I’m about to stick my toe into murky waters, but it seems fitting just after Halloween.
Any discussion of special education must begin with a true understanding of the enormity of the subject. I could write blog posts about it every day for the rest of my life and never run out of subjects to explore, so bear with me while I explore a non-scientific corner.
I’m a big fan of Stephen King, especially his early books like The Stand, Carrie, Christine, etc. He is a master storyteller and reading one of his books is most often a rewarding experience.
In 2002, he wrote a television miniseries called Rose Red. It’s about a psychology professor who takes a group of psychically talented people to a haunted house in Seattle. If you picture House on Haunted Hill, that’s a good place to start, but Rose Red is in a category all its own.
In the story, Annie, a 15-year-old autistic and psychic girl, is brought along to ignite the house’s dormant ghosts into action. She is reported to have telekinetic and telepathic abilities that will be sure to help the professor establish her assertions that haunting does happen and the unseen world is rich with research possibilities. Early in the story, it’s clear that Annie does have amazing abilities to make connections with the unseen world. Strange things begin to happen, too numerous to mention here.
There has long been a school of thought in the study of autism that people on the spectrum have a connection with the paranormal that others lack. The Internet is loaded with sites that try to establish this connection. Whether you believe in ghosts or not, you can see the dangers that lie in the path of this kind of thinking. Has anyone ever really proven that ghosts exist? Why haven’t searchers been able to document their existence (on film, etc.) other than seeing shadows and hearing doors close on their own? Those are just a couple of the dangers.
The other greater problem is the need to put people in groups so we can describe them. Like all autistic children, Annie is an individual; her social interaction and communication challenges lie on a spectrum. In deference to Mr. King, he is merely trying to move a fiction forward in an entertaining and hopefully believable way. He respects Annie’s theoretical abilities and does little damage to the field of education or psychology, but it’s with a wink and a nod.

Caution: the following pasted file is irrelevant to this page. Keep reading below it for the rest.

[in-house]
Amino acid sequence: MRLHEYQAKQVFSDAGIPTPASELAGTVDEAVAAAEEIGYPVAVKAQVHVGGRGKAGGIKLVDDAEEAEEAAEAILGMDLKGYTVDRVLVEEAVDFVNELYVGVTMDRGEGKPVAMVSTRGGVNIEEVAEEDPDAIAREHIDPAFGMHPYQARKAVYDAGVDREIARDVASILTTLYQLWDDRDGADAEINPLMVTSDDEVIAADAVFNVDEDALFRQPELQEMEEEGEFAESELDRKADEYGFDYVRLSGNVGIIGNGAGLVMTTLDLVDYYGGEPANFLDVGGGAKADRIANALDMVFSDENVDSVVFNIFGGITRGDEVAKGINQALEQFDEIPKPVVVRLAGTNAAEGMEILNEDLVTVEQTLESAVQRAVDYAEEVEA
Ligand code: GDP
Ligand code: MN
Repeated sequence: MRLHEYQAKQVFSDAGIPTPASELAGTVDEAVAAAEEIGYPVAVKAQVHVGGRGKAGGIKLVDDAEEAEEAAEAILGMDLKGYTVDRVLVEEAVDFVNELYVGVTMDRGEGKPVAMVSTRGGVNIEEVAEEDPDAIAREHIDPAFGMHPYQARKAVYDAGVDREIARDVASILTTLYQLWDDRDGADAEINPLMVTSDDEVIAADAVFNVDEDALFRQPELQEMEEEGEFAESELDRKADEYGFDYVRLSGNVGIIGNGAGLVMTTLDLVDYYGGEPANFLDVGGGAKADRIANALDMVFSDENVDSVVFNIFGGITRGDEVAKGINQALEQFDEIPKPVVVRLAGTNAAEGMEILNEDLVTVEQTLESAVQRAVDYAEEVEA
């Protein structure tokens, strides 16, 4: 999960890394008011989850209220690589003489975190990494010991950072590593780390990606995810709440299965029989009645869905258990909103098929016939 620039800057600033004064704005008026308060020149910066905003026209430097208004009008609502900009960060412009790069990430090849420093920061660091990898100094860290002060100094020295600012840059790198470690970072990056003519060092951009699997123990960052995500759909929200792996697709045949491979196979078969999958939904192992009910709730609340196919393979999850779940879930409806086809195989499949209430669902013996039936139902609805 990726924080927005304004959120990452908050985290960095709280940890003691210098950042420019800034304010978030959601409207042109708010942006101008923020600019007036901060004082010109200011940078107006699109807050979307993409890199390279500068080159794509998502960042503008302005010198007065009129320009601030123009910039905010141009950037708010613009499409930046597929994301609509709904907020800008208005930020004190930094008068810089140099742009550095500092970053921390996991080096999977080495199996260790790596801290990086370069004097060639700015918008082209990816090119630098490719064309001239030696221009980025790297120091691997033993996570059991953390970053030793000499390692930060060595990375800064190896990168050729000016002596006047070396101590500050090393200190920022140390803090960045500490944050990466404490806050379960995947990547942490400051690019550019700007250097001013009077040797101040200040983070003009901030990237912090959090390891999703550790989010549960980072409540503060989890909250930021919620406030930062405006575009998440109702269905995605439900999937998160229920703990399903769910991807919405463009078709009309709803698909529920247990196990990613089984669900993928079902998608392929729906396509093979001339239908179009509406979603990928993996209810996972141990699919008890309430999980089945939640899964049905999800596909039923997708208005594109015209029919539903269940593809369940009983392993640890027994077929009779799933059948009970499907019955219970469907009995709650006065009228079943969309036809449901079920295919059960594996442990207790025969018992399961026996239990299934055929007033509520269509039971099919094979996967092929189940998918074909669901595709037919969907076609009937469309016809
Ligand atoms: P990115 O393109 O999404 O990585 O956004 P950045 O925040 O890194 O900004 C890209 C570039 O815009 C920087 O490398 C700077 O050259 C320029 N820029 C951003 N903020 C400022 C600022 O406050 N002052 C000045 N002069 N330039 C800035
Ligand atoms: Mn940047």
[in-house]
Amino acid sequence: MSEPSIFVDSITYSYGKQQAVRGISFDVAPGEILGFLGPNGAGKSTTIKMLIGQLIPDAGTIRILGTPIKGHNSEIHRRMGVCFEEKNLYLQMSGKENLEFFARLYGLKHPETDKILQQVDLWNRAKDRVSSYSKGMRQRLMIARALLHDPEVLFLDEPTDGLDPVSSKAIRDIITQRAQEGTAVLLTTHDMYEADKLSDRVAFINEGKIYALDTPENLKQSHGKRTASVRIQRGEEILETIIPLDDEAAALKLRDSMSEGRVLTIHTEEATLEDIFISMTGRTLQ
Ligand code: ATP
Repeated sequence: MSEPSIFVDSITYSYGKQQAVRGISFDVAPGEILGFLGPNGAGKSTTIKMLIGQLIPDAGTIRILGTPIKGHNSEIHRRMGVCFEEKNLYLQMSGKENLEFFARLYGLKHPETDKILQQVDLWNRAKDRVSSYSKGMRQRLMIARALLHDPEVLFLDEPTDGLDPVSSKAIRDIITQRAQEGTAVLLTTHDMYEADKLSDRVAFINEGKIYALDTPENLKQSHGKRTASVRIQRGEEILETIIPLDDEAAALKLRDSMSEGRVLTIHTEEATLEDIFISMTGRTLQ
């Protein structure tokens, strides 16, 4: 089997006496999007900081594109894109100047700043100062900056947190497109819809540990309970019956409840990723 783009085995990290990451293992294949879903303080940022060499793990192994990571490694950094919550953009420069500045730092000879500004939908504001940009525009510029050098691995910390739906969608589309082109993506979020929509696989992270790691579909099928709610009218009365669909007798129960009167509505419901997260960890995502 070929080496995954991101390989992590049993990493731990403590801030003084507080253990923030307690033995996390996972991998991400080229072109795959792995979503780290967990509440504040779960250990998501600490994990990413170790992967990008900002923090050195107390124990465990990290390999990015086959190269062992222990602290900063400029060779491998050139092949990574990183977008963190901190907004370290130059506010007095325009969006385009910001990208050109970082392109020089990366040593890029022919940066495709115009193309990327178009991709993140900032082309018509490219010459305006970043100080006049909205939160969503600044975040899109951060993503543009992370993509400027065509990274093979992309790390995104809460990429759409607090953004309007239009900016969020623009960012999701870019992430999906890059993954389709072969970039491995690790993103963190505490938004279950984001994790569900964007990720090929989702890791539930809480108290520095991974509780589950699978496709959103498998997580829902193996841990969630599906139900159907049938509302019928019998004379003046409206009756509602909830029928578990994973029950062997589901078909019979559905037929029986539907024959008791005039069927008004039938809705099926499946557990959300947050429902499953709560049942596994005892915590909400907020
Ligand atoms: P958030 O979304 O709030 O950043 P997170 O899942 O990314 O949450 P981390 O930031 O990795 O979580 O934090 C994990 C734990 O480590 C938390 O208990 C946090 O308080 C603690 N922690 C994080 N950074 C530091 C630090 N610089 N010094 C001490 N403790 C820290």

For teachers, it’s in our best interest to be sure that people don’t grab on to theories like these and try to use them to bolster personal beliefs. We can all agree that these beliefs are a private matter and deserve respect. However, discussions about autism must stay on a track that is proven and scientifically determined. How else can we provide kids with a great education?
Likewise, are children with developmental disabilities really more affectionate and loving than other children? (This is a stereotype I’ve encountered.)
Annie ends up saving the day, of course, releasing the trapped paranormal investigators from a house that has taken on a malevolent life of its own. We are entertained, and reminded of the literary skills of Stephen King; he has done it again, brought us through a complex story to a satisfying conclusion. We can turn off the TV and return to our scientific reality.
I’ve made a list of some websites that explore the idea that autistic children may have psychic talents. I tried to stay with credible source material, but that’s becoming more difficult too.
“Are Autistic and Psychic People Similar?” – Psychology Today
Research? (Question mark mine)
Indigo Children – ABC News Report
Once again, I could write much more on this topic. I hope you will forgive my flight into fuzzy territory, as it relates to special education. Tell me your stories of stereotype busting.